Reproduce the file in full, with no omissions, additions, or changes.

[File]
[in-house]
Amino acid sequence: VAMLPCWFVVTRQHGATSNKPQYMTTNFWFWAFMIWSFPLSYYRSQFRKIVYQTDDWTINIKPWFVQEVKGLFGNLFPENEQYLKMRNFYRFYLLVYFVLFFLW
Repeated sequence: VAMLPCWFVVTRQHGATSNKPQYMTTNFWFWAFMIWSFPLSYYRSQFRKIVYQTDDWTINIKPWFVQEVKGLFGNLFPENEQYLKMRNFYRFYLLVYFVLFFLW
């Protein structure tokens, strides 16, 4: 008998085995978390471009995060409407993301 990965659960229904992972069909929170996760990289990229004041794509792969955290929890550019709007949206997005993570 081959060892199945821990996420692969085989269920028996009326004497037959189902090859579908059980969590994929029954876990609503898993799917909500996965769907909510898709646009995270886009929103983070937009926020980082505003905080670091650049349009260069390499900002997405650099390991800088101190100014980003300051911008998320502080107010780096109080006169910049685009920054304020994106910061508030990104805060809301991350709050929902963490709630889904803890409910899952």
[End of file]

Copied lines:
[in-house]
Amino acid sequence: VAMLPCWFVVTRQHGATSNKPQYMTTNFWFWAFMIWSFPLSYYRSQFRKIVYQTDDWTINIKPWFVQEVKGLFGNLFPENEQYLKMRNFYRFYLLVYFVLFFLW
Repeated sequence: VAMLPCWFVVTRQHGATSNKPQYMTTNFWFWAFMIWSFPLSYYRSQFRKIVYQTDDWTINIKPWFVQEVKGLFGNLFPENEQYLKMRNFYRFYLLVYFVLFFLW
């Protein structure tokens, strides 16, 4: 008998085995978390471009995060409407993301 990965659960229904992972069909929170996760990289990229004041794509792969955290929890550019709007949206997005993570 081959060892199945821990996420692969085989269920028996009326004497037959189902090859579908059980969590994929029954876990609503898993799917909500996965769907909510898709646009995270886009929103983070937009926020980082505003905080670091650049349009260069390499900002997405650099390991800088101190100014980003300051911008998320502080107010780096109080006169910049685009920054304020994106910061508030990104805060809301991350709050929902963490709630889904803890409910899952």